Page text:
TAIPEI, Taiwan (AP) -- Two men have been charged with planting cyanide-tainted bombs on a Taiwan high-speed train and at an office where the head of global electronics powerhouse Foxconn was scheduled to visit in April. The devices failed to explode.
One suspect, a non-practicing lawyer, hired the other man to place the bombs and made stock market orders anticipating he could profit in the aftermath of the explosions, according to the Xinbei Prosecutors' Office.
The bombs placed at a lawmaker's office targeted Terry Gou, head of Foxconn Technology Group, a statement from the prosecutors' office said late Thursday. Gou was scheduled to visit the lawmaker's office that day, April 12, to attend a religious event he had sponsored.
Taiwan-based Foxconn produces parts for popular electronic devices at its extensive network of factories in mainland China, including iPads and iPhones for Apple Inc.
The lawyer, Hu Tsung-hsien, 44, and Chu Ya-dong were indicted on charges of attempted homicide and endangering public security, which could carry the death penalty or life imprisonment if they are convicted.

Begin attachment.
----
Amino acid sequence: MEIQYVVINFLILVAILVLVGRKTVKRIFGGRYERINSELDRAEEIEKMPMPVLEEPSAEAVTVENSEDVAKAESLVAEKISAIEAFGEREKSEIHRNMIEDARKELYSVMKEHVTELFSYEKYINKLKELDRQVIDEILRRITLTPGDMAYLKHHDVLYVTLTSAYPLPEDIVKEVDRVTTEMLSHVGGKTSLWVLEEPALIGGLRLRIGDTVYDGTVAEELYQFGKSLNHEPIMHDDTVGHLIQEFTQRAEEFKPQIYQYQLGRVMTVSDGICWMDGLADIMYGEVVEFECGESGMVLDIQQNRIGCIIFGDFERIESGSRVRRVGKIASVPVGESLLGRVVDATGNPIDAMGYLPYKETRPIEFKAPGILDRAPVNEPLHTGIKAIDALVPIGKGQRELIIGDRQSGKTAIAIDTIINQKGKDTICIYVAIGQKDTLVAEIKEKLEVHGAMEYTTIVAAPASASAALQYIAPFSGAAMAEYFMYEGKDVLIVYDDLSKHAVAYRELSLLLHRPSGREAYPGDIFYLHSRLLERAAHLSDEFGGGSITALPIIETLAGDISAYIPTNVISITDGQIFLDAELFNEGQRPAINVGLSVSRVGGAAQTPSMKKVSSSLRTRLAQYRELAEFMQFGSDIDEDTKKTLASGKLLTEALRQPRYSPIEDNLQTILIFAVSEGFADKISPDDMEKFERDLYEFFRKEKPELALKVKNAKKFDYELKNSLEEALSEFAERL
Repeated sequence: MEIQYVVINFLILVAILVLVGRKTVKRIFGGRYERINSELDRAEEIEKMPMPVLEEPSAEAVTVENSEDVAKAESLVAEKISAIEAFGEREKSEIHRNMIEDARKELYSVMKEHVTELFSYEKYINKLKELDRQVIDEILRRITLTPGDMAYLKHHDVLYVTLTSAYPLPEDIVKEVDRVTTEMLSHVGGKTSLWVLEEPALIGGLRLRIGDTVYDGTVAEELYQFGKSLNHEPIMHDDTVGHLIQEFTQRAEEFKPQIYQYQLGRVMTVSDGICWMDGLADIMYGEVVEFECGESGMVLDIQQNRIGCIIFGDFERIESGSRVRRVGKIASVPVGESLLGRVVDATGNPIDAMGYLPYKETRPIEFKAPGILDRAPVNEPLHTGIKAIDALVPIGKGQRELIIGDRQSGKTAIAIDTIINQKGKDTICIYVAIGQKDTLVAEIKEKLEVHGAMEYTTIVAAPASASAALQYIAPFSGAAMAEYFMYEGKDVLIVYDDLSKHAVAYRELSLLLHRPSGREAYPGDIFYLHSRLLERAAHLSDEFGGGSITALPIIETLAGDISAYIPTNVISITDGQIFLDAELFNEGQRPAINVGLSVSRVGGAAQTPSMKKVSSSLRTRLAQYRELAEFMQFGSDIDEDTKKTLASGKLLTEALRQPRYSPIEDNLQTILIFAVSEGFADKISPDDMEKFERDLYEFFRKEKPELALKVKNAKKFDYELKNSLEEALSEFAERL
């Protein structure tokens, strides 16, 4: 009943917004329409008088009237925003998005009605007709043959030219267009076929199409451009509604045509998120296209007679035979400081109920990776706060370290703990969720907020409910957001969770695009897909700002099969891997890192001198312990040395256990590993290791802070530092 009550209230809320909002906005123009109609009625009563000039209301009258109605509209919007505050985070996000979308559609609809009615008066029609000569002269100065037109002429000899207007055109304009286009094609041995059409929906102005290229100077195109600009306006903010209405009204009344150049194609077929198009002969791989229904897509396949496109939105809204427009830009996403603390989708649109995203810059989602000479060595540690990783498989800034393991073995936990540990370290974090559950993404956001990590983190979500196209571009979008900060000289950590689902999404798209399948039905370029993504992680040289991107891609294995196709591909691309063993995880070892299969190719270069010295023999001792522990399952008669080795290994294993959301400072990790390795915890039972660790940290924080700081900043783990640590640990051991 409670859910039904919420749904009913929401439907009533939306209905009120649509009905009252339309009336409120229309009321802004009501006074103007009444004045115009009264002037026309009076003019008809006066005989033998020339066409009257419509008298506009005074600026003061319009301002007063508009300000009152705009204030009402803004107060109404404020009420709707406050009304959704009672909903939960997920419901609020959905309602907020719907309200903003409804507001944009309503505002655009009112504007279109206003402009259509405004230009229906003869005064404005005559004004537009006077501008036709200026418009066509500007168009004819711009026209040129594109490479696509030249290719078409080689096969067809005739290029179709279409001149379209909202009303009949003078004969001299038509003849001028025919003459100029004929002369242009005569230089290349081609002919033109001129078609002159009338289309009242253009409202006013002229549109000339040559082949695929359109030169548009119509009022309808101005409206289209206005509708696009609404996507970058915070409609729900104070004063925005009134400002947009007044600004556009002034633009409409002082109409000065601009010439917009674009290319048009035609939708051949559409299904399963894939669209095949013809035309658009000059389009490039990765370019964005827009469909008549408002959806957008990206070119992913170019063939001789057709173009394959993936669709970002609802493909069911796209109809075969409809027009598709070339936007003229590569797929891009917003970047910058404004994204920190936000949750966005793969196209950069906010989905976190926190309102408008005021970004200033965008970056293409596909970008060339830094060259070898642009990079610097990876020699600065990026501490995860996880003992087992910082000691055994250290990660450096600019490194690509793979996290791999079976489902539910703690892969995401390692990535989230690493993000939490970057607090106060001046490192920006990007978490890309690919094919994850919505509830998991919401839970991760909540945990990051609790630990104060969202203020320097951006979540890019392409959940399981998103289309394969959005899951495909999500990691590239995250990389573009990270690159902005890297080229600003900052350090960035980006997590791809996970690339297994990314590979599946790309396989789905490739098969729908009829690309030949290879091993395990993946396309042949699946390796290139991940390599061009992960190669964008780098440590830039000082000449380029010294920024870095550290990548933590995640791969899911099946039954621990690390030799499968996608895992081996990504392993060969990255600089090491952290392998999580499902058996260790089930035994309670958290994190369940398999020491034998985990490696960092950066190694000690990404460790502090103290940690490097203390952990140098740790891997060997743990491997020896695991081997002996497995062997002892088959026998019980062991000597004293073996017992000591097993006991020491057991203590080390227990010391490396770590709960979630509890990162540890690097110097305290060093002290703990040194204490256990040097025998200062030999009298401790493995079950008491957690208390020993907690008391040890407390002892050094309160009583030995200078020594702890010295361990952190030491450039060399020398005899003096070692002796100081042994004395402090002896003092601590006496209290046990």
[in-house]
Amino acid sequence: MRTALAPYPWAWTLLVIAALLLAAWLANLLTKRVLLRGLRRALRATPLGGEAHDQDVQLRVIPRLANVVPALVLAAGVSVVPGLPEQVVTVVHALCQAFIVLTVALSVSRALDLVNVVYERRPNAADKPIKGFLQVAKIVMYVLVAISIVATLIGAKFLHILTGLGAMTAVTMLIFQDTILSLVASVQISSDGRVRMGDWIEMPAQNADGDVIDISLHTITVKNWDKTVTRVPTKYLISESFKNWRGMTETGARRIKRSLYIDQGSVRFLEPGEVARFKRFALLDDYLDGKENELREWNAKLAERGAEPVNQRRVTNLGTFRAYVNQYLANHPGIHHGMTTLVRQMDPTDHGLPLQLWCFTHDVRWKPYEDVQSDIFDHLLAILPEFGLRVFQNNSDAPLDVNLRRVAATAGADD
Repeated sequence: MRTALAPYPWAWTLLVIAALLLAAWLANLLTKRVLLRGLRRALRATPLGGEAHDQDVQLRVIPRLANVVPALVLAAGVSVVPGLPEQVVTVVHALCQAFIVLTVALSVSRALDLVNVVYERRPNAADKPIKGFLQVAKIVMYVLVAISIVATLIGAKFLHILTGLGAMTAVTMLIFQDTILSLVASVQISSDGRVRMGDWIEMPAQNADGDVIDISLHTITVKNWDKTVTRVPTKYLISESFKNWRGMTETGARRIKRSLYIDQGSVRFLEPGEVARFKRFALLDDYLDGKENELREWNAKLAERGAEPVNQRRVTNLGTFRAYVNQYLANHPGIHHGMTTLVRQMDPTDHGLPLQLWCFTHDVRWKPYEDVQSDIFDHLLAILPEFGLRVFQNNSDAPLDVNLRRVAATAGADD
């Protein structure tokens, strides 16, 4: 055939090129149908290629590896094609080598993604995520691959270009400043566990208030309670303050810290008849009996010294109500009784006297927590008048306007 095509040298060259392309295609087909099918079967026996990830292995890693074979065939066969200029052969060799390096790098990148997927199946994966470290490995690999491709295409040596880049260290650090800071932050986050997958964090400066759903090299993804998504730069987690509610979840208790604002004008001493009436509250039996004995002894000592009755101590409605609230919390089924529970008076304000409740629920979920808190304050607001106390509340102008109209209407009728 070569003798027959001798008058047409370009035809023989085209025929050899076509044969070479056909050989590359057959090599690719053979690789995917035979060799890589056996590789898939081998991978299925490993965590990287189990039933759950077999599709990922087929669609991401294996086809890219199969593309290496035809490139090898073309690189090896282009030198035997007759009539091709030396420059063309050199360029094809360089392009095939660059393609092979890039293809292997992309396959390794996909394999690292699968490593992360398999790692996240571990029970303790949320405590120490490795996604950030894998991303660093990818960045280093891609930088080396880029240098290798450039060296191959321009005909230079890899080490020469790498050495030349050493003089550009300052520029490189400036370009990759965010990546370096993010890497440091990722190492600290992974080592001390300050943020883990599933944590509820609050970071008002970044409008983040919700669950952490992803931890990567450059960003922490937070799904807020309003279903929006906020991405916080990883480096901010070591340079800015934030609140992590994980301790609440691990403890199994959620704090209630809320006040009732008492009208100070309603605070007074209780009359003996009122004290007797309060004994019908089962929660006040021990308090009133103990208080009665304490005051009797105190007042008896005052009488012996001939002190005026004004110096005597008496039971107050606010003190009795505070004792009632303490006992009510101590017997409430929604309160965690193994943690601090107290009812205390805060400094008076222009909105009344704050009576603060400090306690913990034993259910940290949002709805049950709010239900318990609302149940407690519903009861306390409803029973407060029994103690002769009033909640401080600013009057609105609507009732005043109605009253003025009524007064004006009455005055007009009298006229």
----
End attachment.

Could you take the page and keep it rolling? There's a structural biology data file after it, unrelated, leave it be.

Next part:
Prosecutors said Hu made the bombs at his home with knowledge gathered from the Internet and employed Chu to place the devices. Scores of bottles containing various chemicals were seized from Hu's home in the southern city of Tainan, the statement said.
Hu attorney Fang Nan-shan said Hu has denied the charges. He said Hu was seeking to raise public awareness on Taiwan's widening gap between rich and poor. Chu has acknowledged he placed the luggage but denied knowing the contents.
Each device had a timer to set off an attached gas can and release toxic cyanide into the air. Police say the bombs failed to explode because the electric current meant to ignite the gas cans was not sufficiently strong.
Prior to the bombing attempts, Hu had placed short sell orders on the local stock exchange, betting the bombings would destroy investor confidence and allow him to reap huge profits, the prosecutors' statement said.
Prosecutors said Hu plotted the bombings after he was charged in February in a separate case of intimidating a businessman. Data seized from his computer indicated Hu had been inspired by the English freedom fighter in the 2005 action thriller "V for Vendetta," they said.
Hu and Chu fled to southern China after the bomb attempts but were arrested and repatriated to Taiwan.